Is it enough?


#1

Im a red shirt freshman at one of the top division 2 programs in the country.
I have tried to increase my velocity for years now…but im starting to think that im just not meant to throw hard. I have had injuries to both my shoulder and elbow the past two years, neither of which required surgery. My question is…will i be appealing to scouts as a 6’5" 185 lbs lefty pitcher who throws lower 3/4 at about 80-82 fastball and what ive been told to be a major league slider by a professional pitching director/coach as well as a average change up. Is it too late to develop some velocity, i still have 4 years of eligibility.


#2

If its UTampa, Florida Southern, Franklin Peirce or Mount Olve than you always have a shot.

I don’t believe that people aren’t “born to throw hard” Some on here will argue the opposite.

I was 5’10 155 pounds as a freshman in college throwing 84-85

My senior year i’m 5’11 185 pounds throwing 89-92 and it is from working hard the last 4 years and not giving up.

I suggest you do the same and not give up if baseball means the world to you.


#3

I suggest you keep playing as long as you love to pitch. You will not know until you climb that mountain. There is nobody that can see into the future regarding velocity.

My son is a freshman on a Conference Carolinas team. He probably has a dream just like yours. Live the dream don’t let the dream live you.


#4

Don’t worry about the future right now, you’re a 6’5 lefty that puts you at a advantage over many people. You’ve got a lot of years to develop just keep throwing who knows where your velocity will end up.


#5

The way that I have always been taught is like this.

Is what you are doing working?

Yes --> Dont worry about it

No --> Change something

What you are doing obviously hasnt been working, so if you havent been changing things and always been trying to see if something new or different will work… Well then you will always be the 6’5 lefty who can only throw low 80’s with a history of problems. You can easily change some things, work on something new, and always get better/throw harder/have less injuries. Ive seen stranger things happen in my life.


#6

[quote=“Sunsetblud”]The way that I have always been taught is like this.

Is what you are doing working?

Yes --> Dont worry about it

No --> Change something

What you are doing obviously hasnt been working, so if you havent been changing things and always been trying to see if something new or different will work… Well then you will always be the 6’5 lefty who can only throw low 80’s with a history of problems. You can easily change some things, work on something new, and always get better/throw harder/have less injuries. Ive seen stranger things happen in my life.[/quote]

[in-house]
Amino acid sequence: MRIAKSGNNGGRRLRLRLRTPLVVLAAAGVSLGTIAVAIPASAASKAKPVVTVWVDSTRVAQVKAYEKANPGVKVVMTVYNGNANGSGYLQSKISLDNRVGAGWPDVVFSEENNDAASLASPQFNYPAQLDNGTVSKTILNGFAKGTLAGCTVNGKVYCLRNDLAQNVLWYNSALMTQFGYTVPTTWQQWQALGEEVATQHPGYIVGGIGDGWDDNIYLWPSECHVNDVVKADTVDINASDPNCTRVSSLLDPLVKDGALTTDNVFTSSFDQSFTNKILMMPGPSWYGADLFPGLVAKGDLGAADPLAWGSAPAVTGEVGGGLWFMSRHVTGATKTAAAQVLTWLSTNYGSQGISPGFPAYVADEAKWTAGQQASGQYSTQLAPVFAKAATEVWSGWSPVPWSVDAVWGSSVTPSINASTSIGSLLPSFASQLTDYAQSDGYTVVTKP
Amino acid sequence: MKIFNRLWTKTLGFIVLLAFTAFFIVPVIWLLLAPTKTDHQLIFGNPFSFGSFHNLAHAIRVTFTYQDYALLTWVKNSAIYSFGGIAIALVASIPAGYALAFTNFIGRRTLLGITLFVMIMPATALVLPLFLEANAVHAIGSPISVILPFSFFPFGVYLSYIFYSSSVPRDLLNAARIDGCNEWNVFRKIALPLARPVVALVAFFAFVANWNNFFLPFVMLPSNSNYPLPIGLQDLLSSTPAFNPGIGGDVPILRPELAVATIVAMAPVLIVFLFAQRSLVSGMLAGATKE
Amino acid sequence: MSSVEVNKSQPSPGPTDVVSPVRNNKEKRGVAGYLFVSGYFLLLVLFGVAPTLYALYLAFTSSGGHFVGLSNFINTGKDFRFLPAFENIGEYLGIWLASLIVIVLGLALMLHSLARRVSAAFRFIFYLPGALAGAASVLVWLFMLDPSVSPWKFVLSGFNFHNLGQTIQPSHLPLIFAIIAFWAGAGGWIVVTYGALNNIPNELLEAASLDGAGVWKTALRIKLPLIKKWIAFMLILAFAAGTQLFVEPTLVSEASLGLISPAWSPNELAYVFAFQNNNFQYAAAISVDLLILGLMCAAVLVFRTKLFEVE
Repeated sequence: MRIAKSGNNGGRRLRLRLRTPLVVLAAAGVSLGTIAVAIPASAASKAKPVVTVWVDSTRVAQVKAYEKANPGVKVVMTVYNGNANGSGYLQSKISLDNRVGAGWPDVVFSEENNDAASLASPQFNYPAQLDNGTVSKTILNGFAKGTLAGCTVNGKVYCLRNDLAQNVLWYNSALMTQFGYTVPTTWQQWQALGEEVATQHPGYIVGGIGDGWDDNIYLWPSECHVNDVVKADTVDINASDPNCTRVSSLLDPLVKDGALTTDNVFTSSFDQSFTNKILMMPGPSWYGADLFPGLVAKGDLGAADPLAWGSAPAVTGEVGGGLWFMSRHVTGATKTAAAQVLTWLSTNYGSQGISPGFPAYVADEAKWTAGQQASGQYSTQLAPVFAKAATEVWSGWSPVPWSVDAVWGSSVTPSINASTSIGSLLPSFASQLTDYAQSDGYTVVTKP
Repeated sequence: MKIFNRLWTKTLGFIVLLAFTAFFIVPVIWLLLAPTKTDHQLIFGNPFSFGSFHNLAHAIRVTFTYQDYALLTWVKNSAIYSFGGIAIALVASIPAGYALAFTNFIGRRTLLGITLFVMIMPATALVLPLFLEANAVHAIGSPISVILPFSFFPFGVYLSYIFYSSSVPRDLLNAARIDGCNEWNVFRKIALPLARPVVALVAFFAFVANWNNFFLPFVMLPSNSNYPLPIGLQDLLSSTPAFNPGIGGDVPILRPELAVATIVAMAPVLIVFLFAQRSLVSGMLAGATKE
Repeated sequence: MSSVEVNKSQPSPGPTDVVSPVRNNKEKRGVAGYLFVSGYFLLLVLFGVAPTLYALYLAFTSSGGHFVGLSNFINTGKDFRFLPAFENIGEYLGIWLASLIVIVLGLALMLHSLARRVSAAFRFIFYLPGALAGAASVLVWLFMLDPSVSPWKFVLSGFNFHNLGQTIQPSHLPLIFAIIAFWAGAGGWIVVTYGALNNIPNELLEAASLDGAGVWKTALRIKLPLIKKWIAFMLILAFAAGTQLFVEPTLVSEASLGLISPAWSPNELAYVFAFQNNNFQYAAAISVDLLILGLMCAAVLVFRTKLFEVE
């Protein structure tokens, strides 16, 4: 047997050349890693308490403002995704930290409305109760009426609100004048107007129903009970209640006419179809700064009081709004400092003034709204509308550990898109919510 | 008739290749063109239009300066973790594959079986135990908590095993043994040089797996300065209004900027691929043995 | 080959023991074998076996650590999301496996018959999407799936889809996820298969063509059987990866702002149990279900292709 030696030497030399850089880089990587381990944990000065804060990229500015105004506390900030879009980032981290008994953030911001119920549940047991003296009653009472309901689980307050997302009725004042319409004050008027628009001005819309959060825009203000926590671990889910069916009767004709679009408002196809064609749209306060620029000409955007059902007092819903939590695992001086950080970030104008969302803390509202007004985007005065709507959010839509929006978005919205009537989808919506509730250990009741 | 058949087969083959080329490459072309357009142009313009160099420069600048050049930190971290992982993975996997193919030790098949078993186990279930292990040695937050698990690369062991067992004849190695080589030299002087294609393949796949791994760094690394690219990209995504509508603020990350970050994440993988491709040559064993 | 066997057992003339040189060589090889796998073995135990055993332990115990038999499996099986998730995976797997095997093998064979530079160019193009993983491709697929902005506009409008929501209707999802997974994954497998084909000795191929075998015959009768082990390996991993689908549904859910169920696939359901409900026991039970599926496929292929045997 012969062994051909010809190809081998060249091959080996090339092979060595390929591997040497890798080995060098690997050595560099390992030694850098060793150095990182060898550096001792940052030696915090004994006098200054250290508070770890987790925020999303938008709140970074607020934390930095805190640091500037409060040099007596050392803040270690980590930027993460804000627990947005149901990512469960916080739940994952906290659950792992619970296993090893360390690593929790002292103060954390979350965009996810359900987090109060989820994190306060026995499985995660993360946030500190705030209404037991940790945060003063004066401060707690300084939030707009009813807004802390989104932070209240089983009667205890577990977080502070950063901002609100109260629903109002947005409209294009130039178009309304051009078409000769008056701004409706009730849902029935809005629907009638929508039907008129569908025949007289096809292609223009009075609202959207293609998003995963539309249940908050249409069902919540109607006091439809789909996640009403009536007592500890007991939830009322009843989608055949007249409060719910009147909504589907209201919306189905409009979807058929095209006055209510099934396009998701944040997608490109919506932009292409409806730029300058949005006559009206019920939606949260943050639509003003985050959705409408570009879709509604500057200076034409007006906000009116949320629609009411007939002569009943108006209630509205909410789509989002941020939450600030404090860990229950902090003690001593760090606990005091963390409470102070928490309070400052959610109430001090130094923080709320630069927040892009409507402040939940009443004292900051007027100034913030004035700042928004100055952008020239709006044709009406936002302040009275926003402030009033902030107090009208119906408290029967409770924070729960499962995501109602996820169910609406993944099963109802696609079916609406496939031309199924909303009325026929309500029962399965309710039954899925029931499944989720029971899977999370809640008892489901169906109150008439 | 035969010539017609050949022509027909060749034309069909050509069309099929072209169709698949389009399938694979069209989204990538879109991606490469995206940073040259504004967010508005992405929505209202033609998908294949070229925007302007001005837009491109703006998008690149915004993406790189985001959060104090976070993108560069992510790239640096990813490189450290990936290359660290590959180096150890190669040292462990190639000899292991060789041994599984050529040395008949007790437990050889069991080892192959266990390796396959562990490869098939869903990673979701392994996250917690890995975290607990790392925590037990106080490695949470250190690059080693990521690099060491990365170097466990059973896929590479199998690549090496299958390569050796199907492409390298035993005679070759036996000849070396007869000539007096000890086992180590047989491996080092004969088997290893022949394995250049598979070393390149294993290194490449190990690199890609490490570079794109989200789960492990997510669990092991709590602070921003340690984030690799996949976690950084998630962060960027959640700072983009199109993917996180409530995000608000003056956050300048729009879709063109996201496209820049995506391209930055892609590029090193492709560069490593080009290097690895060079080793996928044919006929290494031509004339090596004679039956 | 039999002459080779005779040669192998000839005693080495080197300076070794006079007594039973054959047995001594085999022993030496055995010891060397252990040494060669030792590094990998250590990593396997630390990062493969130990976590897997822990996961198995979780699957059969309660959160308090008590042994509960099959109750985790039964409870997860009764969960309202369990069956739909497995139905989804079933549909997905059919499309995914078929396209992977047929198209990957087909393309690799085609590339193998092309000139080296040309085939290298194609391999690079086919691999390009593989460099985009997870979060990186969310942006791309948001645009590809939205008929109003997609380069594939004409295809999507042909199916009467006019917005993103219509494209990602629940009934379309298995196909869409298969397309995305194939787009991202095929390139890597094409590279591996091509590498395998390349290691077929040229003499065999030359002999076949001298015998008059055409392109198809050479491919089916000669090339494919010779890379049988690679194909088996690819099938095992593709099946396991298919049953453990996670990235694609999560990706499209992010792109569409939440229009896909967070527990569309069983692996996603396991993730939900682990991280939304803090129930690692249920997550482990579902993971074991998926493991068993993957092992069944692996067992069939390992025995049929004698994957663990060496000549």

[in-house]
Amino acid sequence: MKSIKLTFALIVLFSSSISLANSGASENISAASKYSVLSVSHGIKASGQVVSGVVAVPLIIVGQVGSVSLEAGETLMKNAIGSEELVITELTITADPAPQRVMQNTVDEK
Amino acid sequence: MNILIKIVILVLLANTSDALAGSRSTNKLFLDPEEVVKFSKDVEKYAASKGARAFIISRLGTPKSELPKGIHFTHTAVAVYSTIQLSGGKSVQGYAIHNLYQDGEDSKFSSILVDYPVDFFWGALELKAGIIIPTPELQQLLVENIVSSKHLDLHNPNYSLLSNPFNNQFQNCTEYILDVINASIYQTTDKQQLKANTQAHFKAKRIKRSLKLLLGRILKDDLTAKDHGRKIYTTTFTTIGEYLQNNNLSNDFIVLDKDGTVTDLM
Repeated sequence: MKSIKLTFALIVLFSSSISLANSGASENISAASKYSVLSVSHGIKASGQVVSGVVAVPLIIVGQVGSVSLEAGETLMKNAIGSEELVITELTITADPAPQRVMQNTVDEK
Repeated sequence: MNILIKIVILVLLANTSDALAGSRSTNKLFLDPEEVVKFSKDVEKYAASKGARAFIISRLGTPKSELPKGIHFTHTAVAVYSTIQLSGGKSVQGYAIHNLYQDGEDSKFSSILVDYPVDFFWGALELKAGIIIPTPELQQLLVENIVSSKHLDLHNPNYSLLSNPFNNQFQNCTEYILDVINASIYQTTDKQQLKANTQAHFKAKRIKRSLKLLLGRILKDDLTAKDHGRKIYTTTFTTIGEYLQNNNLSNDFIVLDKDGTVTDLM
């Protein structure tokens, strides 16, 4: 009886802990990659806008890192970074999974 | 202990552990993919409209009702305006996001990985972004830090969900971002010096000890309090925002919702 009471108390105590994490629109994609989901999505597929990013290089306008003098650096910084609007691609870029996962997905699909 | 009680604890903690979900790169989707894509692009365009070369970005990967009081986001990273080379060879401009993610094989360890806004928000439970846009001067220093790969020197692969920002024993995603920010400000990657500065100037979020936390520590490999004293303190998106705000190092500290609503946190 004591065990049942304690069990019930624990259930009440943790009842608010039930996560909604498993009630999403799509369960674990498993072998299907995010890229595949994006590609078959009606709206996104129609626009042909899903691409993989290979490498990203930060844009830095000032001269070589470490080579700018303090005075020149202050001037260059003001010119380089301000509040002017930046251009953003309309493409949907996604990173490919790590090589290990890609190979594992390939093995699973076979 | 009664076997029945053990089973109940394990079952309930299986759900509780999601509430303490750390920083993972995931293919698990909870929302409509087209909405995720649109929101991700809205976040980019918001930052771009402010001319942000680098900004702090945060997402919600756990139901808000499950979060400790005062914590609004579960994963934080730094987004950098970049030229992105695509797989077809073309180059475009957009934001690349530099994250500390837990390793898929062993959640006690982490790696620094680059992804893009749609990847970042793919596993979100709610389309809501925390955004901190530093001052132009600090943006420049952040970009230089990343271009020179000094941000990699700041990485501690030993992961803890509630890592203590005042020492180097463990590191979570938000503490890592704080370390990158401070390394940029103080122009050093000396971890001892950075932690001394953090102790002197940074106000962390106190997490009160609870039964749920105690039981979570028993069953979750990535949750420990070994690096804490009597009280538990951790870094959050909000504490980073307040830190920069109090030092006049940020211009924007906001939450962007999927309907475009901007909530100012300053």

Thats a good point, I didn’t mean by saying not to worry that you shouldn’t work to improve. Try posting a video of your mechanics, I’m sure somebody will give you some good advice, you could also talk with the pitching coach at your school and see what they think.


#7

i am a senior in college and i am still contantly looking for new things to try. the problem is that im only now starting to change things. i kept everything like my mechanics, my workouts, my attitude, the same for years thinking that things would just workout. well they haven’t. but still, i have not given up and i still believe there is time to improve. and i’ll keep trying until they drag me off the field and tell me i can’t play.

don’t be like me man. don’t let your pride get in the way what you want to accomplish. if you are not happy with the way things are now, then don’t wait to change it. doing the same thing and expecting a different result is insane.


#8

thank you all for your responses…i appreciate all the encouragement and advice…Part of the reason my situation is so frustrating for me is because i have changed my mechanics numerous times since high school…i went from throwing high 3/4 to submarine to now low 3/4 and haven’t really received any instruction from pitching coaches until this fall. I know that there is plenty of time for me and i will definitely continue to work hard. Im just tired of finding myself at the lower portion of the rotation because my velo holds me back.


#9

Well I would wait and keep working out talk to ur pitching coach all that good stuff. But remember, some of the best pitchers out there didn’t throw hard, Jamie Moyer is a perfect example, and Pedro right now doesn’t show too much velo left but he’s still a force to be reconned with.

Being crafty is something you can’t forget how to do. Make sure you remember change of pace and location.


#10

Do you have a chance to throw harder… of course.

On pure speculation alone, it appears to me that you may be changing to much and or/ too often, especially arm slots. I would try and find something specific, such as a program (lifting / conditioning / throwing / weighted balls etc.) and STICK TO IT. Find a plan and stick to it. Give things a chance to work.


#11

Do you have a chance to throw harder… of course.

On pure speculation alone, it appears to me that you may be changing to much and or/ too often, especially arm slots. I would try and find something specific, such as a program (lifting / conditioning / throwing / weighted balls etc.) and STICK TO IT. Find a plan and stick to it. Give things a chance to work.[/quote]

This is great advice. Baseball isn’t for impatient people. You can’t throw 1000 pitches in a day and have something fixed over night. Sometimes you have to go to bed and pick things back up in the morning.


#12

Personally, I’m in the 90’s. But if you can get outs with quality pitches, it doesn’t matter. In my opinion, the MLB pitching coaches can improve all aspects of pitching…

So I would let them worry about it.